We talk quite a bit about budgets. However, I also know that just as we are all different, so are the types of budgets that work too. If you find that a basic budget is really not for you, then look into using the 50/30/20 budget.
What I love about this type of budget is that it really can work where other budgets have failed. It is easy to use and is not a stringent as other budgets, which is why it works better for many.
The 50/20/30 budget is where you look at your income (after taxes) and make sure that no more than 50% goes towards paying your fixed expenses; 30% of your income is used towards discretionary spending and an additional 20% is saved. Sounds pretty easy, doesn’t it? Let me just show you practical application of putting this rule into place.
Other helpful budgeting tips:
- Why You Need to Use the Cash Envelope Method
- How Much Should You Budget for Groceries?
- How to Create a Budget with Irregular Income
BUDGET AT WORK
Let’s say that your take home pay is $3,000 every month. Here is an idea of how your budget might look. Now, keep in mind that this doesn’t include all items you have in your own budget. This is a short version, just used to keep it simple.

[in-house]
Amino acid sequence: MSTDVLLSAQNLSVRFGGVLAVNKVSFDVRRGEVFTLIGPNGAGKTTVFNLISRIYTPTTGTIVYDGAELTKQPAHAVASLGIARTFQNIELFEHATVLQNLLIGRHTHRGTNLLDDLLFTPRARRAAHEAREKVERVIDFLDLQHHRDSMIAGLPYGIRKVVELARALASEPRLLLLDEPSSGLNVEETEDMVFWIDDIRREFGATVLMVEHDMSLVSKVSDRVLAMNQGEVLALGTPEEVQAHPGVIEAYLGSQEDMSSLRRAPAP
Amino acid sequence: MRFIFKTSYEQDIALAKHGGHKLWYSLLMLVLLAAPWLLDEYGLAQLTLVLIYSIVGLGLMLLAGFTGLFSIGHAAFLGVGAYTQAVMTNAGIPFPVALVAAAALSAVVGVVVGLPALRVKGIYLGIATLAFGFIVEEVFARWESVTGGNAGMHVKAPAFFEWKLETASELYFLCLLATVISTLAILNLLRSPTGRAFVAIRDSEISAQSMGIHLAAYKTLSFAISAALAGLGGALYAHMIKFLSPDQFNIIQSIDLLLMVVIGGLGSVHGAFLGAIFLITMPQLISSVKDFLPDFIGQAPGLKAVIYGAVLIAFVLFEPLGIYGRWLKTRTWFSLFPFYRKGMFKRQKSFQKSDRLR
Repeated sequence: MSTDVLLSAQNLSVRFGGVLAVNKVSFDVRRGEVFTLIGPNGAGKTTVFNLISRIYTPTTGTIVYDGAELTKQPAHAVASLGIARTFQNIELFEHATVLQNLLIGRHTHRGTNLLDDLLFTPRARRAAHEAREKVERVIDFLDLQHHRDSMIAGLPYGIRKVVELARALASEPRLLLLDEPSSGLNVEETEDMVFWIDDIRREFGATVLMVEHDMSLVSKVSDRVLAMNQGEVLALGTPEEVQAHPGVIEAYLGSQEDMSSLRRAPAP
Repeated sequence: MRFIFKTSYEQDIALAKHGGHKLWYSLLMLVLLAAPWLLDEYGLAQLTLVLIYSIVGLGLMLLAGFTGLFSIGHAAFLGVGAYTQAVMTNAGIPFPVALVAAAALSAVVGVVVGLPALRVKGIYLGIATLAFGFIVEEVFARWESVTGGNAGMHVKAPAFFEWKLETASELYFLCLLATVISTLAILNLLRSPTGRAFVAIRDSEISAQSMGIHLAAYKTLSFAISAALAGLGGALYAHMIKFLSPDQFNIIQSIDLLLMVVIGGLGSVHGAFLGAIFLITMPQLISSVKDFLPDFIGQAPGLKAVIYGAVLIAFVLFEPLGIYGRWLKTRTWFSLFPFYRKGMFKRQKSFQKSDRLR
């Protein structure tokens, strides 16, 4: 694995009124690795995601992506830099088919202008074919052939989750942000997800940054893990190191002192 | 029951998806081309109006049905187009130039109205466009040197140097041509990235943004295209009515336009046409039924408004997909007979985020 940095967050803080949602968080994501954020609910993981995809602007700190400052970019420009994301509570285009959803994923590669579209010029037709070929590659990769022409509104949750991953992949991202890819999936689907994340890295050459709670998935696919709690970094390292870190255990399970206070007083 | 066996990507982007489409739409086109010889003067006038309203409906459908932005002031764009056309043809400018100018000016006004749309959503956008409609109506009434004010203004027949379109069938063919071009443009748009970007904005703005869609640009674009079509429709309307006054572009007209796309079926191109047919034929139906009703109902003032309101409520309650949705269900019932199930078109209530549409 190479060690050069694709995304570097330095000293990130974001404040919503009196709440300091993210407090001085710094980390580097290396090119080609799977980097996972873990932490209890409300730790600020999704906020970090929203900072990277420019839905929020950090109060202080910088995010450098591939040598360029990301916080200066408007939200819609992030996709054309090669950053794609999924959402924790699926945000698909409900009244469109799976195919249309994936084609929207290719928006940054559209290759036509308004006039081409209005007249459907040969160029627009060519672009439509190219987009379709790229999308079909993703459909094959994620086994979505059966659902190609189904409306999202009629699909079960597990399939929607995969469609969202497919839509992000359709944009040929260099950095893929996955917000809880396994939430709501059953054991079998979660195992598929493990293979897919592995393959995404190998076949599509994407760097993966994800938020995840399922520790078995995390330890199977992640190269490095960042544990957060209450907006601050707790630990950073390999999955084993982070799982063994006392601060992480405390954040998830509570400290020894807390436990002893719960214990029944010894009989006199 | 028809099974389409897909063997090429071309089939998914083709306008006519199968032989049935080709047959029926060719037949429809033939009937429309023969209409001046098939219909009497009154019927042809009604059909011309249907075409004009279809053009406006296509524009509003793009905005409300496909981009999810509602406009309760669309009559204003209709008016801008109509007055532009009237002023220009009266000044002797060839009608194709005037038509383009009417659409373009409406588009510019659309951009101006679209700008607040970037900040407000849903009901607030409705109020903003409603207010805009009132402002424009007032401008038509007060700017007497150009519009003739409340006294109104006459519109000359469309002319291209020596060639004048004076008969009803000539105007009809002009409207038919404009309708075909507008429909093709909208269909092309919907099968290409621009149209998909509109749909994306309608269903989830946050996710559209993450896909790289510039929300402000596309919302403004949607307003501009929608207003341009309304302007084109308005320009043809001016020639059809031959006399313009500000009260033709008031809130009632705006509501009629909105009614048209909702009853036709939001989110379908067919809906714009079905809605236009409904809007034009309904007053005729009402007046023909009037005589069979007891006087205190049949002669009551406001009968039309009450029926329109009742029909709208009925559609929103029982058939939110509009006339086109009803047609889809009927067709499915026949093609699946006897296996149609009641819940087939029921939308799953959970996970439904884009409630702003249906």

Mortgage/Rent = $875
Phone = $75
Utilities = $200
Vehicle insurance = $85
Vehicle payment = $200
Credit card bills = $50
Total = $1,485 (49.5% of budget)
Groceries = $600
Auto fuel = $150
Restaurants = $75
Clothing = $75
Entertainment = $50
Haircuts = $25
Total = $975 (32.5% of budget)
Retirement savings = $200
College savings = $165
General savings fund = $200
Total = $615 (18% of budget)
In this example, you can see the fixed expenses and savings are less than the desired percentages. In addition, discretionary is higher. However, both are close to those amounts.
What is great about this type of budget is that you can change the percentages as work for you. So, if you need to set 60% for fixed and 15% for savings, that leaves 25% for irregular spending.
Those who seem to do better with this type of budget are those who do not have regular income, such as hourly with fluctuating schedule and even those with commission driven income. This type is also not as detailed in amounts to spend.
Should you use this budget?
If you are trying to get out of debt, I really would not recommend this type of budget. The reason is that you need to see exactly where every single penny goes each month so you know what you can throw at paying off your debts. I would use this if you were debt free and really did not spend more than the same amounts on discretionary items every single month.